Listen Up Drone Operators: FAA Has 7 Myths To Bust

Mar 3 2014, 5:10pm CST | by

I wish I could be more optimistic that the FAA’s latest public information campaign – Busting Myths About the FAA and Unmanned Aircraft  – would make a difference in the exponential and unregulated growth of the commercial drone industry.  But sometimes the genie just can’t be put back in the bottle.  Or, in this case, the commercial use of drones stopped while a government agency goes through the slow, deliberative process of rule-making. I, for one, believe that the commercial drone industry is growing at a rate that greatly exceeds the FAA’s current pace of regulation or enforcement capability.  And I’m concerned about it.  Integration of manned and unmanned aircraft needs some regulation to ensure the safety both of the flying public and those firmly on the ground.

While media reports list sales of some drones in the tens of thousands, and commercial use of drones especially for aerial photography is openly touted on commercial websites, the FAA’s regulatory process is still in its research and review phase.  After all, the FAA only selected its six drone test sites barely two months ago.  A selection process that in itself took more than ten months of study.  At this rate, any meaningful regulation is years and years away.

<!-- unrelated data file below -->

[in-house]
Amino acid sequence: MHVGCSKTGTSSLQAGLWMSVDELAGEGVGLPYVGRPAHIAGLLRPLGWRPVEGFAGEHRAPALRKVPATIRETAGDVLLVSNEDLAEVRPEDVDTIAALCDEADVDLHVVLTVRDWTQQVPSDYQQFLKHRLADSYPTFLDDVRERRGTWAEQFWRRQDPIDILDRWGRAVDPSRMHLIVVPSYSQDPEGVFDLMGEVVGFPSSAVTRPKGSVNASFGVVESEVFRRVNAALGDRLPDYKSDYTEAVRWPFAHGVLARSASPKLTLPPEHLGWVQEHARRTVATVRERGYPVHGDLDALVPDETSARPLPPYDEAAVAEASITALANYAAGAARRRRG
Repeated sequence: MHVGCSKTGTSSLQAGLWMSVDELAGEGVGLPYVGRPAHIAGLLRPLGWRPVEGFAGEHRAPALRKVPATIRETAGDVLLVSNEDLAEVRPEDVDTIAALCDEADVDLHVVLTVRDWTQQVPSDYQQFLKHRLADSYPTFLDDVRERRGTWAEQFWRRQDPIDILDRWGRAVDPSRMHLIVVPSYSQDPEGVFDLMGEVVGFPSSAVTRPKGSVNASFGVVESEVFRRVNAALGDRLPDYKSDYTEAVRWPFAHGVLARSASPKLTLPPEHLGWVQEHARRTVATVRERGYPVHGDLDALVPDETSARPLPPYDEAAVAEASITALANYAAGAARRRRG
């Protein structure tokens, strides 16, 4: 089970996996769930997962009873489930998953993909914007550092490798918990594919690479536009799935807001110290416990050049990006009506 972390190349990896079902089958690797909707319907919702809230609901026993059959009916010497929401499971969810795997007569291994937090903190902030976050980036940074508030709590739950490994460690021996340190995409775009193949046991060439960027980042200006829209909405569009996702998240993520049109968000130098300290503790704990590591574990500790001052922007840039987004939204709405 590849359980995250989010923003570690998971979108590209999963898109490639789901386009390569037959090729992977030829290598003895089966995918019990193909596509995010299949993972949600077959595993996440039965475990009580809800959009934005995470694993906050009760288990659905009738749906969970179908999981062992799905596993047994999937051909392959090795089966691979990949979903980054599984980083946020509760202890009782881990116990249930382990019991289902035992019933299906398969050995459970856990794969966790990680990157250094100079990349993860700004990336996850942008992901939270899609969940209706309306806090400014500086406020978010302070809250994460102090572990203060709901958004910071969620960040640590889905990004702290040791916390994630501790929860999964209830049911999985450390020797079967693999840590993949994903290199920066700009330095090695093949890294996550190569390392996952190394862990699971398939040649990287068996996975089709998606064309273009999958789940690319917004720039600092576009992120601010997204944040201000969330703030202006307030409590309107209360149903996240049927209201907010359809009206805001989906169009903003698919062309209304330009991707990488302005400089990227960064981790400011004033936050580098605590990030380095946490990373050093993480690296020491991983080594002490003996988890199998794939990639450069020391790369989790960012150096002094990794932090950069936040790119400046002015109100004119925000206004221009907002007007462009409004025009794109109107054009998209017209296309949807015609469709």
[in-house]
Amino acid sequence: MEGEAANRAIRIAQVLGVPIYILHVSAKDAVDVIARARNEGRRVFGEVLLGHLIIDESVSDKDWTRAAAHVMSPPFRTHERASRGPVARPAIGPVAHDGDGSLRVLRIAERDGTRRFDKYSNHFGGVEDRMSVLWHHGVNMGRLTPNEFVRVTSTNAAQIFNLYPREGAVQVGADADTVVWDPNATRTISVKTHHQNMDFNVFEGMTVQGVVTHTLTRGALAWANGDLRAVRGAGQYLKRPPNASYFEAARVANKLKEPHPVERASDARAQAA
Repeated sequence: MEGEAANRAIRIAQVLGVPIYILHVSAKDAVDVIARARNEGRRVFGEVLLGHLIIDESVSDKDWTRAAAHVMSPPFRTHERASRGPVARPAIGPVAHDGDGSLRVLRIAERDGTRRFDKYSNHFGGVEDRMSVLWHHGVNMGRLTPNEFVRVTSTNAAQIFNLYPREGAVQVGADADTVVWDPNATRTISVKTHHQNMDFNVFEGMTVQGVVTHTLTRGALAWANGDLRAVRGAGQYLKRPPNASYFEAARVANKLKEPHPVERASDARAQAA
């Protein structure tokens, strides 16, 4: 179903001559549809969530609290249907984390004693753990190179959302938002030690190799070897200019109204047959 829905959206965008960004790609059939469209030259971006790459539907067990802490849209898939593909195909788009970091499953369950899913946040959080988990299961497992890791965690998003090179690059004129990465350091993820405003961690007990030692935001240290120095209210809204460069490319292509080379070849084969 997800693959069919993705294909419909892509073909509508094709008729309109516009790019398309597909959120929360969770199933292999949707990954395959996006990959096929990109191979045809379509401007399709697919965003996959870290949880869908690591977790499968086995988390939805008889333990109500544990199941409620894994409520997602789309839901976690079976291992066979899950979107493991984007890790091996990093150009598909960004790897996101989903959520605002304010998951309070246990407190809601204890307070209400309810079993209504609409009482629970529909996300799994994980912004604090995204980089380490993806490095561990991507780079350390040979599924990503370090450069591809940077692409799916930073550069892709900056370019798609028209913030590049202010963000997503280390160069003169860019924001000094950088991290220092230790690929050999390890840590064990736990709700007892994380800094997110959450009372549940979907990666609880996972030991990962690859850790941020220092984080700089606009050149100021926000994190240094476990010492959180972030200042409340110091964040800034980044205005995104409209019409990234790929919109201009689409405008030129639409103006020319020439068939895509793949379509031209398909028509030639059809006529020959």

But in the meanwhile – if you fly, or plan to fly, unmanned aircraft commercially, the FAA has seven myths it wants to bust.  Here is a summary of the points the FAA wants would-be commercial drone operators to know:

  1. FAA does control all the airspace from the ground up, including airspace below 400 feet.
  2. Commercial UAS flights are not ok over private property even if below 400 feet.  Commercial operation of drones requires a certified aircraft, a licensed pilot and operating approval.
  3. Commercial operation of drones is not a gray area of FAA regulations.  All aircraft – manned or unmanned – must have some type of FAA approval.  (Model aircraft flown as a hobby or for recreational purposes are excepted but must be operated in accordance with model aircraft guidelines and away from populated areas.)
  4. The FAA has a number of enforcement tools to stop unauthorized commercial drone operations and it does not believe there are too many operations for it to stop.
  5. Commercial UAS operations will not be ok after September 30, 2015 – unless the FAA issues appropriate regulations.  The FAA states that it expects to publish a proposed rule for small drones – those under 55 pounds – later this year which is likely to include provisions for commercial operations.
  6. The FAA disputes that it is lagging behind other countries in its commercial approval of drones.
  7. FAA’s 30,000 drones by 2030 prediction is outdated and the agency now predicts as many as 7500 small commercial UAS by 2018, assuming the necessary regulations are in place.  This figure may be updated when new rules are proposed later this year.

Source: Forbes Business

 
 
 

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